LeComte Moore, managing director at DeWitt Stern, says his company initiated work on its new reputation risk insurance coverage because, with “the advent and increased use of Twitter and Facebook, and social networking, a corporation’s reputation…that took years to build can be tarnished in less than 24 hours.” Kids doing unspeakable things to or with food, for instance, that would never have been known outside town 10 or 20 years ago, can now be “all over the world” in no time and “do damage to the brand.”
He goes on to explain: “A brand’s primary goals are to keep customers coming back, to bring in new customers, and to have customers pay a premium price for your product. If your brand is attacked, all three of those go wrong.” And in such cases, the new reputation risk coverage from DeWitt Stern will kick in to protect an insured brand.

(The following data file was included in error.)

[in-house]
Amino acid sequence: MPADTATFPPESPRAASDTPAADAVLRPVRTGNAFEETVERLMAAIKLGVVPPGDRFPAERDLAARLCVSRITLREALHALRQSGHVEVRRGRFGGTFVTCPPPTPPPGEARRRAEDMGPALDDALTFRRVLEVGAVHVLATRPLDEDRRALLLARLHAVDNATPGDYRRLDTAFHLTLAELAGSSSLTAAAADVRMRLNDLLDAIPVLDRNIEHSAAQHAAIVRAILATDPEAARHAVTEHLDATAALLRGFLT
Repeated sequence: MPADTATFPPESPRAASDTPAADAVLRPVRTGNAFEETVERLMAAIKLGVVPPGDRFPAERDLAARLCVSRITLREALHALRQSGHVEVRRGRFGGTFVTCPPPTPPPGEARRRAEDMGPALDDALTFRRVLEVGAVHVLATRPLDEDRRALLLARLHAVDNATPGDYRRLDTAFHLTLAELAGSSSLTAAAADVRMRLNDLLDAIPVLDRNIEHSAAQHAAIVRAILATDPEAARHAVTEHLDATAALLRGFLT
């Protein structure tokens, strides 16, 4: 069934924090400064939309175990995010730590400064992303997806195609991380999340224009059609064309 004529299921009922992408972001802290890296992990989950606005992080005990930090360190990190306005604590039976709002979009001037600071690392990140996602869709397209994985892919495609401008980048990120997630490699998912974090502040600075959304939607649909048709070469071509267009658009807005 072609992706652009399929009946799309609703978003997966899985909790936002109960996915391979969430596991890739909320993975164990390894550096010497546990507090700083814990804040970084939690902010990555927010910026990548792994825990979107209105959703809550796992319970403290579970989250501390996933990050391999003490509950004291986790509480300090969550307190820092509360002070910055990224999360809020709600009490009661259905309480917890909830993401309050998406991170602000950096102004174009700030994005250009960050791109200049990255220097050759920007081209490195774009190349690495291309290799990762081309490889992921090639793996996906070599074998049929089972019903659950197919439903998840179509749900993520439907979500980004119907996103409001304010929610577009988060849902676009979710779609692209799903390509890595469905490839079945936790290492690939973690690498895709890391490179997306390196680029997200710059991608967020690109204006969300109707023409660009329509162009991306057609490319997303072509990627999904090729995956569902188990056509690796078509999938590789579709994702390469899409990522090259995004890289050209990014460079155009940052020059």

An individual can’t buy this coverage, emphasizes Moore. The situation has to be out of the insured’s control. He concludes by saying, “This is not an easy policy and not cookie-cutter. It’s clearly for corporations; the people who will buy it the most are those who can’t take a drastic hit against the brand.”